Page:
How’s that for green chic.
Here is a story from Toronto’s The Star.com with a nice quote from Messenger legend and bike shop owner Nadir Olivet of Lacarrera-Cycles.com
Riding a bike made of grass
June 24th, 2009
It’s light, it sucks carbon out of the air and you could compost it. What more would you want from your bike?
Move over Prius, the bamboo bike is the next hot thing for environmentalists.
“Picture a steel factory in the Midwest U.S. Now picture a place where we source organically grown bamboo in the Yucatan Peninsula of Mexico,” says Jacob Castillo, co-founder of Panda Bicycles, a Colorado-based start-up set to begin producing bamboo bikes this fall.
“We can actually recycle all the materials used and bamboo is a rapidly growing grass. There’s the carbon sequestering benefit as well.”
Bamboo has long been used for scaffolding in construction sites in Asia. It is known for its strength and flexibility. And it grows like crazy â€“ more than one metre a day, under optimal conditions.
All those things make it a perfect material for bikes, says Marty Odlin, founder of The Bamboo Bike Studio in New York City.
“It’s very light and it absorbs all the vibrations of the road compared to an aluminum bike that is very clattery,” says Odlin whose two-day workshops on building bamboo bicycles have a “waiting list a mile long. There’s a lot of demand for this.”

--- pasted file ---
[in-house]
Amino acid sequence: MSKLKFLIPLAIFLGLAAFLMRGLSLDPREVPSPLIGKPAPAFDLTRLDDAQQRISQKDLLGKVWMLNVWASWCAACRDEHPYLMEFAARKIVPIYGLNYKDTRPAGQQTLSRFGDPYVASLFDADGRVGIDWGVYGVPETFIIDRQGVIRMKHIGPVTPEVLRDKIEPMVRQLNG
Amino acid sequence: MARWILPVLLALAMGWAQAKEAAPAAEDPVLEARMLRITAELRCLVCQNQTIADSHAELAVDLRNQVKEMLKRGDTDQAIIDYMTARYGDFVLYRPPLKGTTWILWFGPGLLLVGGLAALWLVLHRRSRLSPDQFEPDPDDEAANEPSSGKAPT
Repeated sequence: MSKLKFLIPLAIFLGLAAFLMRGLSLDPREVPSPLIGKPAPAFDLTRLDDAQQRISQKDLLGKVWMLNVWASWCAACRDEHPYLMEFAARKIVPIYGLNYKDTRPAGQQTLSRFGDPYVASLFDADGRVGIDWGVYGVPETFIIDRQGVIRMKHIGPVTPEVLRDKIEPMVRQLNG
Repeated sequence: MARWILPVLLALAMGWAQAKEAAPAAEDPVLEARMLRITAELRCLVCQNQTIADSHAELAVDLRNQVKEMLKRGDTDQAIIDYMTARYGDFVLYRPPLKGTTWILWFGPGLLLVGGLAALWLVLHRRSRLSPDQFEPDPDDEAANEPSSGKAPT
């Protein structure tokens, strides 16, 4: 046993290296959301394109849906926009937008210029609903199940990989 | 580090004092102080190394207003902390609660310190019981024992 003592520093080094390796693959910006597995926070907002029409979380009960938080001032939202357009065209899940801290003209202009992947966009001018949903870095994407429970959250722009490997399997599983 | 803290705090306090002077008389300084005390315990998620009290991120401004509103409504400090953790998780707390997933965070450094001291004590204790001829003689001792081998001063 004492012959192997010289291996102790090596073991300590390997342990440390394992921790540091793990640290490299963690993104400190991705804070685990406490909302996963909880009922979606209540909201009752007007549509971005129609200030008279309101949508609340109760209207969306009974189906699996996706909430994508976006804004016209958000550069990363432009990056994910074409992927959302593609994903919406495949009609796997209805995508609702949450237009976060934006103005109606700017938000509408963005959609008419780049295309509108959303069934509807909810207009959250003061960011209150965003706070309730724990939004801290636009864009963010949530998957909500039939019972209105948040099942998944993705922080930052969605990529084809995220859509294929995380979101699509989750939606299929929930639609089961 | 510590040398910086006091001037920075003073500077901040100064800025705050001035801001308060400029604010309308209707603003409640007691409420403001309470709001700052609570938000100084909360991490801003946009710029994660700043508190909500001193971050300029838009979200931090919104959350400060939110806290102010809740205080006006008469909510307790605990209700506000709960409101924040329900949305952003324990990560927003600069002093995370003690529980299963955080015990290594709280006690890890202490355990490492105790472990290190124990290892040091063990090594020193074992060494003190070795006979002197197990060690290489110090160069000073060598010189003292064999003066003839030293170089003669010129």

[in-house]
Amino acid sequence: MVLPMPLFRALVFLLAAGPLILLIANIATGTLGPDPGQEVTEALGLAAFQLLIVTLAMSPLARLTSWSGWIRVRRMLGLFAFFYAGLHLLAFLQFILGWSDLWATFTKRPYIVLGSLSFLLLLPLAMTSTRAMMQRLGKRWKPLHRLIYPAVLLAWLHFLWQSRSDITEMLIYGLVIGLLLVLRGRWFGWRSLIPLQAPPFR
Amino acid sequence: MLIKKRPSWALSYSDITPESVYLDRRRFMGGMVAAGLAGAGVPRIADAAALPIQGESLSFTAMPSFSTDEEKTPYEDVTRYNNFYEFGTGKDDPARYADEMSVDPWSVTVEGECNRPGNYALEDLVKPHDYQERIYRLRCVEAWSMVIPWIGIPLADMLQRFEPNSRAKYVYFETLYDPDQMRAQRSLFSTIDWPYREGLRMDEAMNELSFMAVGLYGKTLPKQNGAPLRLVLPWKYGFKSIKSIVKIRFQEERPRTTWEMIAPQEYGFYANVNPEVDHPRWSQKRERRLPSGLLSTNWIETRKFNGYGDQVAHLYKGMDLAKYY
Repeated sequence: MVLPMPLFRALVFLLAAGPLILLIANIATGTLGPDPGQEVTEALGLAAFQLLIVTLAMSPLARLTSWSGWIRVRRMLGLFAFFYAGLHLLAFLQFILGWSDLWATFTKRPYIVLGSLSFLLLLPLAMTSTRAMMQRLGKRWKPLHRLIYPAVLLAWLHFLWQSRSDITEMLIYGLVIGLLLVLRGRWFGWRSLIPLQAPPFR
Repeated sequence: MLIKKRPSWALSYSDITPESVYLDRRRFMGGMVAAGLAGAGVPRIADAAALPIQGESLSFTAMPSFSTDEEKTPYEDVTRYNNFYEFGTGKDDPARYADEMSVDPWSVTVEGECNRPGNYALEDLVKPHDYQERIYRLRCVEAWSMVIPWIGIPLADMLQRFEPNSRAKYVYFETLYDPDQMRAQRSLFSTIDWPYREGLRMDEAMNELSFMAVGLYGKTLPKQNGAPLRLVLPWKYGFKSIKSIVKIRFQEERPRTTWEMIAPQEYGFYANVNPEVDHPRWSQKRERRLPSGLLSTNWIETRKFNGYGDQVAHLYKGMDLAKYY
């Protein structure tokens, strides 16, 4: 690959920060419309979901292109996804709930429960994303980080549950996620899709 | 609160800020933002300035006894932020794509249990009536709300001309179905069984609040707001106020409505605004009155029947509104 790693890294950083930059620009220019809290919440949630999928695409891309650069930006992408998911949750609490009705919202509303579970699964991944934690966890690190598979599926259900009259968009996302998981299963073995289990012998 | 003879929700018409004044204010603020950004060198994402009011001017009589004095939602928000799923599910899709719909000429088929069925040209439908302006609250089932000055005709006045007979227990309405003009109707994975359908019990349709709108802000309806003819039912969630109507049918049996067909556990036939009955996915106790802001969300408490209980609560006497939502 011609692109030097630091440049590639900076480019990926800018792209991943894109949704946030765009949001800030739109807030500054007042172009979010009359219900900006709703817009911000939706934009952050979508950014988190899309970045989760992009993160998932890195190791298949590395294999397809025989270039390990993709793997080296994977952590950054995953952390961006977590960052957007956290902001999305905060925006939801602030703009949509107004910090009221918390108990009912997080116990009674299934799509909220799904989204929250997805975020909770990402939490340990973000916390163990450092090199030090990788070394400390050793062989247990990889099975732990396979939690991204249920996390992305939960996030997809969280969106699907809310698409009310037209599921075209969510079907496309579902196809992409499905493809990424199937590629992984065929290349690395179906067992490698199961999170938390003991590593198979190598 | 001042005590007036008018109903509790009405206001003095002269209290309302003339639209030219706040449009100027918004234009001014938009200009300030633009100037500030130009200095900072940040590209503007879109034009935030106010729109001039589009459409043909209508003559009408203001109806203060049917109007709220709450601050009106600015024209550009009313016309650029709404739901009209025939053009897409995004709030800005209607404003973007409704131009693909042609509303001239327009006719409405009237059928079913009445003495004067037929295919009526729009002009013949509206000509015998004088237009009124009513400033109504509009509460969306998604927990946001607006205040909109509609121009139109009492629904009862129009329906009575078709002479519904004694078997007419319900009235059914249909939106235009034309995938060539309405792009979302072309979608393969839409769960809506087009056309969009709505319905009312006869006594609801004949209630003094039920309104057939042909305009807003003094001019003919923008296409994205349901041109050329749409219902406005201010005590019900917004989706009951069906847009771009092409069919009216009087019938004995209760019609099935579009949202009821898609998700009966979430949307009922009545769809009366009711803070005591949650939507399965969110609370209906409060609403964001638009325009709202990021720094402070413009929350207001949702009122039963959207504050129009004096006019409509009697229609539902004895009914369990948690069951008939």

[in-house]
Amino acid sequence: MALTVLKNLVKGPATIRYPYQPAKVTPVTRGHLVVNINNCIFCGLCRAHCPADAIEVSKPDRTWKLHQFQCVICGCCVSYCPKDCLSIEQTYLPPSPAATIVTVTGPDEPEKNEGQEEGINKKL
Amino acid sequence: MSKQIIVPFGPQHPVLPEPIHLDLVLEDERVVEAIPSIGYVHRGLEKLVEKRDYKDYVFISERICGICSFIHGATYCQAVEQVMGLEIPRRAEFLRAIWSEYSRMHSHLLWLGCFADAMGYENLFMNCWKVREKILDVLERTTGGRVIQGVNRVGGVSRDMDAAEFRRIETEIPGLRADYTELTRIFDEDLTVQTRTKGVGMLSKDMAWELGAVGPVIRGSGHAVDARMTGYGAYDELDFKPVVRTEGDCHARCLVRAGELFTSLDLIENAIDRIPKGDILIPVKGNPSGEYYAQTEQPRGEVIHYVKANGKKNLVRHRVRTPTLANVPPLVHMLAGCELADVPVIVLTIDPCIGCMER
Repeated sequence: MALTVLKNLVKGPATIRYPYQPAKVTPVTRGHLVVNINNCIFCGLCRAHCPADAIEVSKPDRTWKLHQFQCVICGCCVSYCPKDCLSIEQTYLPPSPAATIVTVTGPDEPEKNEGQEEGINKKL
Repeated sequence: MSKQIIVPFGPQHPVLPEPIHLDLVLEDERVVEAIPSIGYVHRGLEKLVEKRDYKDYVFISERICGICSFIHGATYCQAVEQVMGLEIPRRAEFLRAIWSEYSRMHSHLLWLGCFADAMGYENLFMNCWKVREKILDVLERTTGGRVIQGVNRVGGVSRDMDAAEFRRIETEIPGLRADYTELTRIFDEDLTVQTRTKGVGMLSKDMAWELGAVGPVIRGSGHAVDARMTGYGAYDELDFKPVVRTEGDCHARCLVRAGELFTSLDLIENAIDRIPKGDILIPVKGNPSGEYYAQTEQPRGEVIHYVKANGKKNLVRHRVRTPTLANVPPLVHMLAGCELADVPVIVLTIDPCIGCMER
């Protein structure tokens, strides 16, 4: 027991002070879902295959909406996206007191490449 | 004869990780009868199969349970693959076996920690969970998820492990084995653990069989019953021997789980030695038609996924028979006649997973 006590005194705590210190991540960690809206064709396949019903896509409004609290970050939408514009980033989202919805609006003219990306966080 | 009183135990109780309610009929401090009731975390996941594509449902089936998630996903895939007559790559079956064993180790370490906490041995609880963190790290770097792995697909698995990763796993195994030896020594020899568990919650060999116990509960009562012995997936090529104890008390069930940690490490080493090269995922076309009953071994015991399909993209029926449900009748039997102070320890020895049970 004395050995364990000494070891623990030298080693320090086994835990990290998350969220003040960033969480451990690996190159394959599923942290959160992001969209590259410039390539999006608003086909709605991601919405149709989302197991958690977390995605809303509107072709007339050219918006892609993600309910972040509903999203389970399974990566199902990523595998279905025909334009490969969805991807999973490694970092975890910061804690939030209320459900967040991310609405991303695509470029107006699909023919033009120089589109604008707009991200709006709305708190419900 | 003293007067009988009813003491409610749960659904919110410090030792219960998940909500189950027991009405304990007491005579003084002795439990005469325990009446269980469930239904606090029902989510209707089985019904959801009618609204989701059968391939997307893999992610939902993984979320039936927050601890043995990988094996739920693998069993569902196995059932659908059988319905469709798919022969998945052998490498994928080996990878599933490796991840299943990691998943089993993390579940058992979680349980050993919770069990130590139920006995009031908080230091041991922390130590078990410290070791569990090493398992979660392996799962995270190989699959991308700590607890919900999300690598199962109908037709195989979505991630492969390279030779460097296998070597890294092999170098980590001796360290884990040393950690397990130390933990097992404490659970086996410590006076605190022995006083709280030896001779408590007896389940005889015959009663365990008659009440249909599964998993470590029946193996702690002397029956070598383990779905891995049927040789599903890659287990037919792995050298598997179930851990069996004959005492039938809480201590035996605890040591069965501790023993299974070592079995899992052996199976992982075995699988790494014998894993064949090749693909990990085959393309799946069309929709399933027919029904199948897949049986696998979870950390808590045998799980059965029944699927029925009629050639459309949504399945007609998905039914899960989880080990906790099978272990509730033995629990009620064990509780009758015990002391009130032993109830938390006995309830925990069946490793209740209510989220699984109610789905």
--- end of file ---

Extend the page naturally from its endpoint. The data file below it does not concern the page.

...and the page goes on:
It is considered as strong as light steel. But unlike steel, bamboo is renewable. And it is relatively cheap. Odlin collects his from the side of the highways around New York. He hardens the fibres with flame treatment, glues the tubes together, and binds each joint, wrapping them in epoxy-soaked hemp that hardens.
A team, including Odlin, is working to open a manufacturing plant in Ghana to produce Africa’s first locally made bicycles later this year. The sustainable development project, called The Bamboo Bike Project, aims to create cheap bikes to sell to locals and to create jobs.
“If you can make papier mÃ¢chÃ©, you can make a bamboo bike,” says Odlin, who made his first on a living room floor with a cardboard stand.
Sound too good to be true? There is a hitch. The first commercially available bamboo bikes recently went on sale at actor Colin Firth’s hip eco-store in London for thousands of dollars.
That’s because each one is handcrafted by Craig Calfee, a bicycle designer based in California, explains Nadir Olivet, owner of La Carrera Cycles on Harbord St. in Toronto.
Olivet sells the bikes for $10,000. To order one, he requires a down payment of $8,000. To date, he has sold two â€“ one to a Hollywood actor, the other to a sheik from Dubai.
“It’s like owning a Bulgari (watch),” he says. “I think they are cool but I wouldn’t go spend $10,000 on one.”
Actually you can build one right here in NYC for only $1000.00.